In the digital age, being able to log on in the park, on the train, or in the library is a convenient way to stay connected without chewing through your mobile data. Many are aware that using open access public Wi-Fi hotspots comes with certain risks, however despite these risks, their popularity and use continues to increase For many who use free Wi-Fi regularly, this is often accompanied by a sense of complacency.
iiNet supply wireless broadband for those to browse the web with complete confidence no matter where they are. Free internet however is always going to be used by the masses, and unfortunately also by those with less than honourable intentions. It’s not just the tech savvy that can steal private data and eavesdrop on what are doing online. . With just a simple browser plugin and instructions available to everyone through a quick Google search you can see exactly what a public Wi-Fi eavesdropper can.
Fortunately there are some basic precautions that can be taken when connecting to open networks to prevent unscrupulous users from “snooping” and “listening in” to private communications, which are explained below.
Why do free Wi-Fi hotspots come with increased risk?
The major reason using public Wi-Fi networks carry additional risk is because information is sent over an unencrypted network. Without a password to connect, information is visible to everyone using that network and can be easily intercepted. This means that emails, passwords, and credit card information could be captured or read by anyone else that is able to connect to an open public internet network. This can result in email or social media accounts is hijacked, and in worst-case scenarios, another user on the network gaining control of your accounts and assuming your identity online.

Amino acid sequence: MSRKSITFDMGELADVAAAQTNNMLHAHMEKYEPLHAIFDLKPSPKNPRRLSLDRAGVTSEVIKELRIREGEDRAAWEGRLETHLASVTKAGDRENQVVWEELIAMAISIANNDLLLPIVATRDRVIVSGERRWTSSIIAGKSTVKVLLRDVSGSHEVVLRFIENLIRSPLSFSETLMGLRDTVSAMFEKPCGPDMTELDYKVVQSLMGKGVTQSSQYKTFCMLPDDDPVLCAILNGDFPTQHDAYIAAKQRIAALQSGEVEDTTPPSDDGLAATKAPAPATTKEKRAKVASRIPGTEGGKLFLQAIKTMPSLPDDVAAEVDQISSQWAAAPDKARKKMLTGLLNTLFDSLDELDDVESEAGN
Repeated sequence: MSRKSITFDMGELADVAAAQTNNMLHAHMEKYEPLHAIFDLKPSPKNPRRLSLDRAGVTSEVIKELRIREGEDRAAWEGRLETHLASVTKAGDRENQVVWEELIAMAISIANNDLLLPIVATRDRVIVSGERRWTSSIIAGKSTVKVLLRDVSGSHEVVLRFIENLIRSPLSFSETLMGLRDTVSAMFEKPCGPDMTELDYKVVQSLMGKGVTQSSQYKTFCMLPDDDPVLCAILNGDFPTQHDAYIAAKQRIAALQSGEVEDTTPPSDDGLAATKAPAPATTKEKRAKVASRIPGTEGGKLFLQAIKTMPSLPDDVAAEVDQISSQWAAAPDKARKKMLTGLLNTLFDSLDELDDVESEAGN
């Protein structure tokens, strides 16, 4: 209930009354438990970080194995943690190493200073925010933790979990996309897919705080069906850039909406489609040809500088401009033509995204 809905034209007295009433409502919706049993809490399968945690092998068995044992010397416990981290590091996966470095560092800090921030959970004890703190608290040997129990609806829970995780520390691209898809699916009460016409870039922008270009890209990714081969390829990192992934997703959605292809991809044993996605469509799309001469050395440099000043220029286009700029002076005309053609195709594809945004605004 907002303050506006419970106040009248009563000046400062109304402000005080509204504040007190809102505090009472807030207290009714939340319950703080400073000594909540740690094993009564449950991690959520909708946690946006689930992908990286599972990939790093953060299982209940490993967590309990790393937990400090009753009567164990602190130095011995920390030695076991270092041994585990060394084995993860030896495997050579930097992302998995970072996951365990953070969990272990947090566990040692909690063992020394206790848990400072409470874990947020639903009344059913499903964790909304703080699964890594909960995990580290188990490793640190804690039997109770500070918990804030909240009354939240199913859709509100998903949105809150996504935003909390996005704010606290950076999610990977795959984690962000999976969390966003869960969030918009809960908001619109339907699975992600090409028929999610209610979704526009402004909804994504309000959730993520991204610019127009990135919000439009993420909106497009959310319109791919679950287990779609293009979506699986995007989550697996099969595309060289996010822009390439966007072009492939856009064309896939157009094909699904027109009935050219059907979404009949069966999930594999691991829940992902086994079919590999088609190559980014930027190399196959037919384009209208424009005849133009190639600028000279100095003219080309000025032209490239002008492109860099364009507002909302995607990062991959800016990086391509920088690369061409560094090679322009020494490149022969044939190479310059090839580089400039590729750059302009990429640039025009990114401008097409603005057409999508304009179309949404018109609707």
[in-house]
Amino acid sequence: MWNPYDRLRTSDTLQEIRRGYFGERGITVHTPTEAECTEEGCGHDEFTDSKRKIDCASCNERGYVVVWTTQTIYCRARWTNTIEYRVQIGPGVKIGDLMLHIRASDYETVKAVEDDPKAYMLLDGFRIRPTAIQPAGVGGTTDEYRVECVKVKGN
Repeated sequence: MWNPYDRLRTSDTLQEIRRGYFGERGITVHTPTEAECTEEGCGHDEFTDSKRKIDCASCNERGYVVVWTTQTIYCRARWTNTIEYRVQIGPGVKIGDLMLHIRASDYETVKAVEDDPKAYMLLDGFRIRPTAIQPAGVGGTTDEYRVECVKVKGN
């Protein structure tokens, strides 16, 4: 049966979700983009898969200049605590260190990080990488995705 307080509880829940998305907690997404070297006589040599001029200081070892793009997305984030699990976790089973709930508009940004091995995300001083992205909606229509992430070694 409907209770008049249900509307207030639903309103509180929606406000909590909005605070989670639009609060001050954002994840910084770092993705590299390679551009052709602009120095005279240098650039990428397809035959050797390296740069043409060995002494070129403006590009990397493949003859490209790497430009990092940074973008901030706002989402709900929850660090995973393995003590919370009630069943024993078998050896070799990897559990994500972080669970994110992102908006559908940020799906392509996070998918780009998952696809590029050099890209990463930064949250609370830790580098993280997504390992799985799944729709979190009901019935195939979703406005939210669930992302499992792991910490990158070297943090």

Other Specific Risks Include:
- Connecting to a malicious network. In some locations (e.g an airport) there may be several networks to choose from. A rogue network may present itself as legitimate free Wi-Fi purely to capture user name or data on the landing page. If in doubt about choosing the right network to connect to, always ask.
- Infected devices that are using the network could intentionally or unintentionally send malicious code and infect your device with viruses, spam or malware.
- Even password-protected networks can present risks since the network password may not be regularly changed, and often can be easily obtained. This may lull users into a false sense of security.
What To Do to Stay Secure
- Avoid online banking and online shopping on public networks– even on networks that require a password to access.
- Turn off any file sharing. This can be completed through the control panel or system preferences on your computer, or with a PC by selecting the ‘public network’ option when connecting to a new unsecured network.
- Ensure you firewall is activated and anti virus protection is up-to-date.
- Only log into HTTPS sites and ensure browsing sessions remain secure. Some sites may revert back to unencrypted sessions after the log in page. You can tell if a site is secure by the padlock icon in the web address bar.
- Avoid using the same password for all your online accounts and change passwords regularly.
- Use email through web based browsers for sending emails where possible.
Use a VPN (virtual private network) which will encrypt internet traffic on the browsing session. With Windows you can easily set up a VPN and it is recommended if you regularly use public Wi-Fi networks.